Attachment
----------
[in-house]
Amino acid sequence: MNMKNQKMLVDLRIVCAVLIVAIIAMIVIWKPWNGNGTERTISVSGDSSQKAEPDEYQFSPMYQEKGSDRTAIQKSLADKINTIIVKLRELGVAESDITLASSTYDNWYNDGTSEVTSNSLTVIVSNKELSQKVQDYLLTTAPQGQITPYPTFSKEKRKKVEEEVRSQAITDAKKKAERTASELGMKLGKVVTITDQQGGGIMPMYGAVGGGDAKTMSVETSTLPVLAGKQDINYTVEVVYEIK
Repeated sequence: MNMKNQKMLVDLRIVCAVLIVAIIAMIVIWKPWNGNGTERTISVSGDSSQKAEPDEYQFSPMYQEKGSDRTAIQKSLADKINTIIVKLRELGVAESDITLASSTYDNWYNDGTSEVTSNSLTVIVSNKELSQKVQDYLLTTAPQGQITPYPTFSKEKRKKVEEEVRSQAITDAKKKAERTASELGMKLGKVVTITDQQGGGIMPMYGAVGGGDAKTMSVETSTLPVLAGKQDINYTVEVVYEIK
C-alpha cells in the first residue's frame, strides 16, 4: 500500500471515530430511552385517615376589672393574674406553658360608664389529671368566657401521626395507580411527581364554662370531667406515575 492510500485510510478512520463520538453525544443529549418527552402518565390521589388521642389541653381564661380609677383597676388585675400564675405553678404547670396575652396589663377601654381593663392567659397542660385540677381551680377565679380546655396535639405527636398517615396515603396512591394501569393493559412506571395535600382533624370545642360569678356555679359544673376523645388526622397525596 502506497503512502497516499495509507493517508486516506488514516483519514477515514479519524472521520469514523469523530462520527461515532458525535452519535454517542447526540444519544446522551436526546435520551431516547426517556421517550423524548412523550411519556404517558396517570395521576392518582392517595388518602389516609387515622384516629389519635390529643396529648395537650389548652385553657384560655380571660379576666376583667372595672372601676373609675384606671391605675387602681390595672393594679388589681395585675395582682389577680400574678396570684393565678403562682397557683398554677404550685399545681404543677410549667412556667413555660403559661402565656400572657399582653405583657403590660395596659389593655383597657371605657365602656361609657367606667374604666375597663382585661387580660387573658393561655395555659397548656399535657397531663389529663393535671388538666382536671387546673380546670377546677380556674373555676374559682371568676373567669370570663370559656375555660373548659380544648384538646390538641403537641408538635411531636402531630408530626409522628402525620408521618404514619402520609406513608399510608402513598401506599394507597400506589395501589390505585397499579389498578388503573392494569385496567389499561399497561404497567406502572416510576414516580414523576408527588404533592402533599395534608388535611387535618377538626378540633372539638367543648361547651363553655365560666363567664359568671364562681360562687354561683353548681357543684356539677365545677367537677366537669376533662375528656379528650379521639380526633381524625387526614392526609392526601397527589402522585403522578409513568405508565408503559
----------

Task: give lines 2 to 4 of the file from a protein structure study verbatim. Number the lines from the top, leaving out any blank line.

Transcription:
Amino acid sequence: MNMKNQKMLVDLRIVCAVLIVAIIAMIVIWKPWNGNGTERTISVSGDSSQKAEPDEYQFSPMYQEKGSDRTAIQKSLADKINTIIVKLRELGVAESDITLASSTYDNWYNDGTSEVTSNSLTVIVSNKELSQKVQDYLLTTAPQGQITPYPTFSKEKRKKVEEEVRSQAITDAKKKAERTASELGMKLGKVVTITDQQGGGIMPMYGAVGGGDAKTMSVETSTLPVLAGKQDINYTVEVVYEIK
Repeated sequence: MNMKNQKMLVDLRIVCAVLIVAIIAMIVIWKPWNGNGTERTISVSGDSSQKAEPDEYQFSPMYQEKGSDRTAIQKSLADKINTIIVKLRELGVAESDITLASSTYDNWYNDGTSEVTSNSLTVIVSNKELSQKVQDYLLTTAPQGQITPYPTFSKEKRKKVEEEVRSQAITDAKKKAERTASELGMKLGKVVTITDQQGGGIMPMYGAVGGGDAKTMSVETSTLPVLAGKQDINYTVEVVYEIK
C-alpha cells in the first residue's frame, strides 16, 4: 500500500471515530430511552385517615376589672393574674406553658360608664389529671368566657401521626395507580411527581364554662370531667406515575 492510500485510510478512520463520538453525544443529549418527552402518565390521589388521642389541653381564661380609677383597676388585675400564675405553678404547670396575652396589663377601654381593663392567659397542660385540677381551680377565679380546655396535639405527636398517615396515603396512591394501569393493559412506571395535600382533624370545642360569678356555679359544673376523645388526622397525596 502506497503512502497516499495509507493517508486516506488514516483519514477515514479519524472521520469514523469523530462520527461515532458525535452519535454517542447526540444519544446522551436526546435520551431516547426517556421517550423524548412523550411519556404517558396517570395521576392518582392517595388518602389516609387515622384516629389519635390529643396529648395537650389548652385553657384560655380571660379576666376583667372595672372601676373609675384606671391605675387602681390595672393594679388589681395585675395582682389577680400574678396570684393565678403562682397557683398554677404550685399545681404543677410549667412556667413555660403559661402565656400572657399582653405583657403590660395596659389593655383597657371605657365602656361609657367606667374604666375597663382585661387580660387573658393561655395555659397548656399535657397531663389529663393535671388538666382536671387546673380546670377546677380556674373555676374559682371568676373567669370570663370559656375555660373548659380544648384538646390538641403537641408538635411531636402531630408530626409522628402525620408521618404514619402520609406513608399510608402513598401506599394507597400506589395501589390505585397499579389498578388503573392494569385496567389499561399497561404497567406502572416510576414516580414523576408527588404533592402533599395534608388535611387535618377538626378540633372539638367543648361547651363553655365560666363567664359568671364562681360562687354561683353548681357543684356539677365545677367537677366537669376533662375528656379528650379521639380526633381524625387526614392526609392526601397527589402522585403522578409513568405508565408503559